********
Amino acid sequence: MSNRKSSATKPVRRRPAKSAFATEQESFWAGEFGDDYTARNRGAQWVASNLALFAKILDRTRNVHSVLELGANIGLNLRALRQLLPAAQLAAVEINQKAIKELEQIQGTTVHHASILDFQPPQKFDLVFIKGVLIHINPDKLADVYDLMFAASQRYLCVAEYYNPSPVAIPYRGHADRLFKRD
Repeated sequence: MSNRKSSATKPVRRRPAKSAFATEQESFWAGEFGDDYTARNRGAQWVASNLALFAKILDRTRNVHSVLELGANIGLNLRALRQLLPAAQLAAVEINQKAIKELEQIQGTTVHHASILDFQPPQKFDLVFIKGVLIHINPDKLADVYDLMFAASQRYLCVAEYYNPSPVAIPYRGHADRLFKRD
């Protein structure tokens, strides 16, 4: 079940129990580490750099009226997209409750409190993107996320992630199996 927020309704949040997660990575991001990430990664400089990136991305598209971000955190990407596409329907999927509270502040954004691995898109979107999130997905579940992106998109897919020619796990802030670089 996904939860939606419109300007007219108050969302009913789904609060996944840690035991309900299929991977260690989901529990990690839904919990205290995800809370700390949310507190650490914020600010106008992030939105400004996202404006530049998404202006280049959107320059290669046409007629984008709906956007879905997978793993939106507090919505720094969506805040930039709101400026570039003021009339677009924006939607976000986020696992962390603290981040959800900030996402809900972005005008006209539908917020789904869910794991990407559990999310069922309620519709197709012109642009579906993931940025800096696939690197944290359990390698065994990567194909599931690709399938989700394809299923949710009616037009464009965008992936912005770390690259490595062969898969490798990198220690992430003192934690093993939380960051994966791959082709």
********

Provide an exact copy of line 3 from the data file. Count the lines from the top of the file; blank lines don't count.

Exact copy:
């Protein structure tokens, strides 16, 4: 079940129990580490750099009226997209409750409190993107996320992630199996 927020309704949040997660990575991001990430990664400089990136991305598209971000955190990407596409329907999927509270502040954004691995898109979107999130997905579940992106998109897919020619796990802030670089 996904939860939606419109300007007219108050969302009913789904609060996944840690035991309900299929991977260690989901529990990690839904919990205290995800809370700390949310507190650490914020600010106008992030939105400004996202404006530049998404202006280049959107320059290669046409007629984008709906956007879905997978793993939106507090919505720094969506805040930039709101400026570039003021009339677009924006939607976000986020696992962390603290981040959800900030996402809900972005005008006209539908917020789904869910794991990407559990999310069922309620519709197709012109642009579906993931940025800096696939690197944290359990390698065994990567194909599931690709399938989700394809299923949710009616037009464009965008992936912005770390690259490595062969898969490798990198220690992430003192934690093993939380960051994966791959082709």